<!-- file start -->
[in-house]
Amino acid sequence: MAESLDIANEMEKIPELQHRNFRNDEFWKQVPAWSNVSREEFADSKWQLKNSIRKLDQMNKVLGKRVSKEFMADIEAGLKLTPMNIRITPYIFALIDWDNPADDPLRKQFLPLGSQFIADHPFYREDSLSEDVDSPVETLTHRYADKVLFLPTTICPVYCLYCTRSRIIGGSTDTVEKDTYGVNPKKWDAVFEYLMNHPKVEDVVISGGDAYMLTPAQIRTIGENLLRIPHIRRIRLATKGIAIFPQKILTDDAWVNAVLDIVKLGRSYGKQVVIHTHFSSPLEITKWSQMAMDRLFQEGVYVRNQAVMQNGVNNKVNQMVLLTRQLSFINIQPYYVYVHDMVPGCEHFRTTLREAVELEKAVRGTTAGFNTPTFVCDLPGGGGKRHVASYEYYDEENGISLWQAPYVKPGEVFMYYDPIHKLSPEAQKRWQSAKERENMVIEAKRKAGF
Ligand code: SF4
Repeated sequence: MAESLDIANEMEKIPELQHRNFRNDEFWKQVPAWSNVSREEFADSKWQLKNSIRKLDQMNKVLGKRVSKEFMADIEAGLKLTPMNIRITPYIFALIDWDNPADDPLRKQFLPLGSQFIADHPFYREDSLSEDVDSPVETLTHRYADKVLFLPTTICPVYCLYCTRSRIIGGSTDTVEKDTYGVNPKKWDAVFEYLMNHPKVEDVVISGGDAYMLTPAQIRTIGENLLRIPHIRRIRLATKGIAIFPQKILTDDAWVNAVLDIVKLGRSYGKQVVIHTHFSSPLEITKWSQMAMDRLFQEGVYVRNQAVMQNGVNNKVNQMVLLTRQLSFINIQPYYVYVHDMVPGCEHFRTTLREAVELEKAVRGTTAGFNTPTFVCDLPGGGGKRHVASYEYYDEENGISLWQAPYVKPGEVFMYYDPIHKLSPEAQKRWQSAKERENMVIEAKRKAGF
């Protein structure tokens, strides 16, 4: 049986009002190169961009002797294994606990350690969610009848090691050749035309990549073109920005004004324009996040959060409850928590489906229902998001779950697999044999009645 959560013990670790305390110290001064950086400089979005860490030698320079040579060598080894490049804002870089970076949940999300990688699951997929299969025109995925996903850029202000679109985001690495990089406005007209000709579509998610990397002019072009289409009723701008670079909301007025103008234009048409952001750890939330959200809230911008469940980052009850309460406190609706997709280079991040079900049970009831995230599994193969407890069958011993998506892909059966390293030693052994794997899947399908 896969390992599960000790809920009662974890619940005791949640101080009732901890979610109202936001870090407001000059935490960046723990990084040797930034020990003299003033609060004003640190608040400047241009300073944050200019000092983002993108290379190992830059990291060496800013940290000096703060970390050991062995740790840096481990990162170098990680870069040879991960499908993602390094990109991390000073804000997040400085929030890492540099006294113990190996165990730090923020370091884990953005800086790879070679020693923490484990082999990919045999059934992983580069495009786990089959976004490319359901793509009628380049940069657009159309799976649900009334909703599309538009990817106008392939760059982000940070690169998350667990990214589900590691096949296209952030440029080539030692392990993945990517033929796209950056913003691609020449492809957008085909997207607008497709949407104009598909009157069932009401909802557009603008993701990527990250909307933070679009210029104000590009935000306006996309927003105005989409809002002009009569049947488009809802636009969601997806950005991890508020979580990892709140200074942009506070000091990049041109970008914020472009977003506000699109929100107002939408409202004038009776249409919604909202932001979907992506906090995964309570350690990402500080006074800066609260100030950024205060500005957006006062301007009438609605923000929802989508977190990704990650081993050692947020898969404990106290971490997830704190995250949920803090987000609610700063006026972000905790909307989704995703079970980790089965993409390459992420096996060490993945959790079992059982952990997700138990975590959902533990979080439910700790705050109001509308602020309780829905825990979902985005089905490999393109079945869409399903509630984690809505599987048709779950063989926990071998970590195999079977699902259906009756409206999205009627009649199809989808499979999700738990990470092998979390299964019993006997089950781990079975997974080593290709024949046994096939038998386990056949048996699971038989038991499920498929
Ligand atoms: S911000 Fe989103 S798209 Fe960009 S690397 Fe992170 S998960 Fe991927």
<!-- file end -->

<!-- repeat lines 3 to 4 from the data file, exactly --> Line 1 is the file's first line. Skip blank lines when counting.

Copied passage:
Ligand code: SF4
Repeated sequence: MAESLDIANEMEKIPELQHRNFRNDEFWKQVPAWSNVSREEFADSKWQLKNSIRKLDQMNKVLGKRVSKEFMADIEAGLKLTPMNIRITPYIFALIDWDNPADDPLRKQFLPLGSQFIADHPFYREDSLSEDVDSPVETLTHRYADKVLFLPTTICPVYCLYCTRSRIIGGSTDTVEKDTYGVNPKKWDAVFEYLMNHPKVEDVVISGGDAYMLTPAQIRTIGENLLRIPHIRRIRLATKGIAIFPQKILTDDAWVNAVLDIVKLGRSYGKQVVIHTHFSSPLEITKWSQMAMDRLFQEGVYVRNQAVMQNGVNNKVNQMVLLTRQLSFINIQPYYVYVHDMVPGCEHFRTTLREAVELEKAVRGTTAGFNTPTFVCDLPGGGGKRHVASYEYYDEENGISLWQAPYVKPGEVFMYYDPIHKLSPEAQKRWQSAKERENMVIEAKRKAGF